the health organization is asking drug makers to start making vaccine as quickly as possible, with the hope of having some batches ready by September. Efforts to make a vaccine are under way, and stockpiles of antiviral drugs have been opened. But the agency does not recommend closing borders or restricting travel.In my judgment this statement acknowledges an aspect of the dominant culture that contradicts science for the people. Vaccines must be asked for from organizations that structurally must make a profit. For many of us the dream is that there be organizations that will make vaccines because their societal role, the ethic that drives them, the spirit that moves their leaders and their scientist staff is to serve the people as distinct from making a profit. Good science is no guarantee of ethical behavior.
[log in to unmask]">I find it interesting that outside of a few notable exceptions and the usual conspiracy theorizing, health officials are getting widespread credit for doing exactly what they should be doing in this situation. Perhaps there is hope that a science for the people will at least be based on science. Wish I could say the same for the current health care debate.
June 12, 2009News Analysis
To Flu Experts, ‘Pandemic’ Confirms the ObviousBy DONALD G. McNEIL Jr. and DENISE GRADYIt came as no surprise on Thursday when the World Health Organization declared that the swine flu outbreak had become a pandemic.
The disease has reached 74 countries, and probably met the technical definition of a pandemic — or global spread — weeks ago. Nearly 30,000 cases have been reported, but disease experts think hundreds of thousands or millions of people have actually been infected.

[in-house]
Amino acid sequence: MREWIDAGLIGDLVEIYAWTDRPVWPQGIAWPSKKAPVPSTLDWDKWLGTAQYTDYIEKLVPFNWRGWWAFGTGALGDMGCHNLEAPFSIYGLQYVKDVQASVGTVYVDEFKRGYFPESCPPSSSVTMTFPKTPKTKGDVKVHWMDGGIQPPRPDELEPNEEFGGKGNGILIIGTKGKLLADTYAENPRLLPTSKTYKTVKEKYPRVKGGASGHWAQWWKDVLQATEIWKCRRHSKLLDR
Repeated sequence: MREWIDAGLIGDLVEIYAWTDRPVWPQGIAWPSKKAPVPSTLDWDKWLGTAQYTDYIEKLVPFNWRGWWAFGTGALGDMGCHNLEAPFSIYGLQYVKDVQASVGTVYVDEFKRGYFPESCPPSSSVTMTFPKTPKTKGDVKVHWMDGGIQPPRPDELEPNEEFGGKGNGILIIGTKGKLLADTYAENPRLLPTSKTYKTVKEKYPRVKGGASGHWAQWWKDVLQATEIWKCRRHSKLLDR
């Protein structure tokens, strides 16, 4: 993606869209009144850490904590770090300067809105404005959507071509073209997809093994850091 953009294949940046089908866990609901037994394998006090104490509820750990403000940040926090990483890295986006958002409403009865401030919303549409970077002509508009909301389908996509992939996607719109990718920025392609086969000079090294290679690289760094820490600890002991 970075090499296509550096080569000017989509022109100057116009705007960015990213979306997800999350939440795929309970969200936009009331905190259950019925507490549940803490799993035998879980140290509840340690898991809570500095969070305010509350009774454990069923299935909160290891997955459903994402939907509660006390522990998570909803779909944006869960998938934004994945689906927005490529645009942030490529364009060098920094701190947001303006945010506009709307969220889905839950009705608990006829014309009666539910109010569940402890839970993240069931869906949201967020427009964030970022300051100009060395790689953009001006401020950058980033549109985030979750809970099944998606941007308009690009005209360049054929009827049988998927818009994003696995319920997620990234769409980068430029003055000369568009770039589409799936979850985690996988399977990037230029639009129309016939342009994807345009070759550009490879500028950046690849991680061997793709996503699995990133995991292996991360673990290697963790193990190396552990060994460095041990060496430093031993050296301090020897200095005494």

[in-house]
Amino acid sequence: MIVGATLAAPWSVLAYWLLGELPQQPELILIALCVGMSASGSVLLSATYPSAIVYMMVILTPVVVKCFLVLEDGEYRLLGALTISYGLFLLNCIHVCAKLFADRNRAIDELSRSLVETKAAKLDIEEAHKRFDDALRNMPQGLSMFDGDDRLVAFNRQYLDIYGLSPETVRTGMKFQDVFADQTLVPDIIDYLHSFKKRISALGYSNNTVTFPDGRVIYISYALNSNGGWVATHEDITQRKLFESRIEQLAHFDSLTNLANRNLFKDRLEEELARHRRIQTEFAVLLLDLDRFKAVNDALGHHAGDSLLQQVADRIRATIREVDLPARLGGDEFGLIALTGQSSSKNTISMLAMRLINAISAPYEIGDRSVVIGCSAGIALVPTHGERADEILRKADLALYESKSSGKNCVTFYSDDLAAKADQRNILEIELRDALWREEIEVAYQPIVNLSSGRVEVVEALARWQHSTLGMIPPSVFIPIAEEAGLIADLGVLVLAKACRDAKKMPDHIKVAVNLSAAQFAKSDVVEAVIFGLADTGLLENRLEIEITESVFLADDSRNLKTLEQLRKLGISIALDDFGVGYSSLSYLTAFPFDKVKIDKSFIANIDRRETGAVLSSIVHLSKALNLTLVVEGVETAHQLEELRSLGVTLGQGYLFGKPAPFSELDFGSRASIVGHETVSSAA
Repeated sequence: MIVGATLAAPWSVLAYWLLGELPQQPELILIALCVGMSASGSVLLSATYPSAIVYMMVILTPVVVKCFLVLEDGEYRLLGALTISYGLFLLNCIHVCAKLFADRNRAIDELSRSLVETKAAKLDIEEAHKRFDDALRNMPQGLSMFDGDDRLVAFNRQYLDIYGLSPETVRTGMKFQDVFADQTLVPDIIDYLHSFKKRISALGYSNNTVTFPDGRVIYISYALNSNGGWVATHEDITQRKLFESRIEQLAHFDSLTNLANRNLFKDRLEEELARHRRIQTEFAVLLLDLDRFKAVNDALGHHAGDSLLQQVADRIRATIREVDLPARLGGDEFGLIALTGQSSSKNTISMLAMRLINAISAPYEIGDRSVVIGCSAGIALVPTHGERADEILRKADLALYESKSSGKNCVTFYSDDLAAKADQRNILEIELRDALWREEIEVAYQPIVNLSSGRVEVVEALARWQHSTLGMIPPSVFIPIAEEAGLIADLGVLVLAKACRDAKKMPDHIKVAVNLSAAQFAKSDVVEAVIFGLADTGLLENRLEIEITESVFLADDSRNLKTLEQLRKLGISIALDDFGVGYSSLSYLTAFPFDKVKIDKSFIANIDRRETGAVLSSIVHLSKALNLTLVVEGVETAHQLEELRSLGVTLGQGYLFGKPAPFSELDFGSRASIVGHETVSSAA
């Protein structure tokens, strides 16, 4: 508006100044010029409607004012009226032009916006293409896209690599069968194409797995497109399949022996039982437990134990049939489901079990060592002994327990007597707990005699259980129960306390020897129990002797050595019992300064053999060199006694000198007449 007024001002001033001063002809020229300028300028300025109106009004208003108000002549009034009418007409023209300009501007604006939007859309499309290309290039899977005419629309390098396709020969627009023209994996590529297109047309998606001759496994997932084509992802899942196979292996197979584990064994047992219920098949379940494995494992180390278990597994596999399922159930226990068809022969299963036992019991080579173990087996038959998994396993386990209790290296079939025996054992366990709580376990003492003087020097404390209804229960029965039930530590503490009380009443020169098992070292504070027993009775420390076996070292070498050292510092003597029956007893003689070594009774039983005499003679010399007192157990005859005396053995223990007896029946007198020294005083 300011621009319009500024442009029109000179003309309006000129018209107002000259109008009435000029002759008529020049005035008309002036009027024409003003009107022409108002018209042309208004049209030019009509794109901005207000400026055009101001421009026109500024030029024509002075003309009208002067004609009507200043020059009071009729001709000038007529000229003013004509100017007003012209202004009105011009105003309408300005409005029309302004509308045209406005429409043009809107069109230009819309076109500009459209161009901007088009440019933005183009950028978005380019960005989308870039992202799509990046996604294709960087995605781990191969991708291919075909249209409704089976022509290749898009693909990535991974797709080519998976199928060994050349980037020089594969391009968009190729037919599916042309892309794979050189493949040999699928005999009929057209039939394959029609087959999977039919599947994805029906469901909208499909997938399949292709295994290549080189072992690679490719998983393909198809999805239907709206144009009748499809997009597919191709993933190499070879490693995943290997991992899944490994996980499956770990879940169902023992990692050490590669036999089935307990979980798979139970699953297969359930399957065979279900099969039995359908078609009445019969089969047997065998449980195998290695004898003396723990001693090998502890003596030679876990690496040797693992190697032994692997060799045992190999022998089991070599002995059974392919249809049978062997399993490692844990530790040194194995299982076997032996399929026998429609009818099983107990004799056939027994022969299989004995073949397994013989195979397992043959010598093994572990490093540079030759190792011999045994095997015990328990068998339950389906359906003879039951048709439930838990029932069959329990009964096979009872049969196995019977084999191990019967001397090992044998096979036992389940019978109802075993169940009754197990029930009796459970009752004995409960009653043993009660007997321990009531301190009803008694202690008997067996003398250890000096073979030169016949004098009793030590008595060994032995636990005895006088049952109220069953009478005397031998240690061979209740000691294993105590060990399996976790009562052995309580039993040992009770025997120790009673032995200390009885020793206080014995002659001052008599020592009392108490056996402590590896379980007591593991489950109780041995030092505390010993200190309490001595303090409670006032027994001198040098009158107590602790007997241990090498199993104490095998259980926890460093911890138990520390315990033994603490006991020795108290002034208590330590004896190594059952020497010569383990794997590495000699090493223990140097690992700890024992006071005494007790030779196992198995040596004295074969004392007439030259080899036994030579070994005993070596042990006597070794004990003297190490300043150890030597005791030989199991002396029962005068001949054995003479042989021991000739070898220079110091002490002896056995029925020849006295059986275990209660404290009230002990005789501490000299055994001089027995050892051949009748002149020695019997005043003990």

So the agency made official what had become obvious: that the H1N1 virus is spreading quickly in different parts of the world, and its chief, Dr. Margaret Chan, said, “Further spread is considered inevitable.”
The announcement does not mean that the illness, which has been mild in most people, has become any worse. The term pandemic reflects only the geographic spread of a new disease, not its severity. Pandemics typically infect about a third of the world in a year or two, and sometimes strike in successive waves.
“Globally, we have good reason to believe that this pandemic, at least in its early days, will be of moderate severity,” said Dr. Chan, director general of the health agency. So far, 144 people have died from H1N1.
The decision to raise the pandemic alert from Phase 5 to Phase 6, its highest level, is meant to signal to countries to step up their efforts to deal with the disease.
It also means that the health organization is asking drug makers to start making vaccine as quickly as possible, with the hope of having some batches ready by September. Efforts to make a vaccine are under way, and stockpiles of antiviral drugs have been opened. But the agency does not recommend closing borders or restricting travel.
“This is not a surprise,” said Dr. Thomas R. Frieden, the new director of the Centers for Disease Control and Prevention. “For all intents and purposes, the United States government has been in Phase 6 of the pandemic for some time now.”